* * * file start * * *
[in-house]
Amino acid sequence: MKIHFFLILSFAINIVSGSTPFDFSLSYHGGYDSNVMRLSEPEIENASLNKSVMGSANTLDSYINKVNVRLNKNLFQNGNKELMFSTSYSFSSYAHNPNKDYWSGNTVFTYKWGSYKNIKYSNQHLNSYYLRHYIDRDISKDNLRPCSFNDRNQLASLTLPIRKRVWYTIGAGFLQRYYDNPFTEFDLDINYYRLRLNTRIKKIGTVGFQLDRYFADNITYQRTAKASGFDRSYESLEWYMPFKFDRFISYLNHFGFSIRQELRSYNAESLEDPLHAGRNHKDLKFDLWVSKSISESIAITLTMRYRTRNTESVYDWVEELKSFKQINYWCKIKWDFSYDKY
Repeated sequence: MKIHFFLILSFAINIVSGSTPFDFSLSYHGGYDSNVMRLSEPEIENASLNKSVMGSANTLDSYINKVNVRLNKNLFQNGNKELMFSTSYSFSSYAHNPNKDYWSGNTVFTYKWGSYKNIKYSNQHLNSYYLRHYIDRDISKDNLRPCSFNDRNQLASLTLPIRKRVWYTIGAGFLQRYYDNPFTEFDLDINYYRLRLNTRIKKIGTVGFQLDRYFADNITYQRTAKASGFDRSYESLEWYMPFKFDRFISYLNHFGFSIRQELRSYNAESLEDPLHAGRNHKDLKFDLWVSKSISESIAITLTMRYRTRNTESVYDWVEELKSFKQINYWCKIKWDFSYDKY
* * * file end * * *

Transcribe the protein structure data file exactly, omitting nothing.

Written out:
[in-house]
Amino acid sequence: MKIHFFLILSFAINIVSGSTPFDFSLSYHGGYDSNVMRLSEPEIENASLNKSVMGSANTLDSYINKVNVRLNKNLFQNGNKELMFSTSYSFSSYAHNPNKDYWSGNTVFTYKWGSYKNIKYSNQHLNSYYLRHYIDRDISKDNLRPCSFNDRNQLASLTLPIRKRVWYTIGAGFLQRYYDNPFTEFDLDINYYRLRLNTRIKKIGTVGFQLDRYFADNITYQRTAKASGFDRSYESLEWYMPFKFDRFISYLNHFGFSIRQELRSYNAESLEDPLHAGRNHKDLKFDLWVSKSISESIAITLTMRYRTRNTESVYDWVEELKSFKQINYWCKIKWDFSYDKY
Repeated sequence: MKIHFFLILSFAINIVSGSTPFDFSLSYHGGYDSNVMRLSEPEIENASLNKSVMGSANTLDSYINKVNVRLNKNLFQNGNKELMFSTSYSFSSYAHNPNKDYWSGNTVFTYKWGSYKNIKYSNQHLNSYYLRHYIDRDISKDNLRPCSFNDRNQLASLTLPIRKRVWYTIGAGFLQRYYDNPFTEFDLDINYYRLRLNTRIKKIGTVGFQLDRYFADNITYQRTAKASGFDRSYESLEWYMPFKFDRFISYLNHFGFSIRQELRSYNAESLEDPLHAGRNHKDLKFDLWVSKSISESIAITLTMRYRTRNTESVYDWVEELKSFKQINYWCKIKWDFSYDKY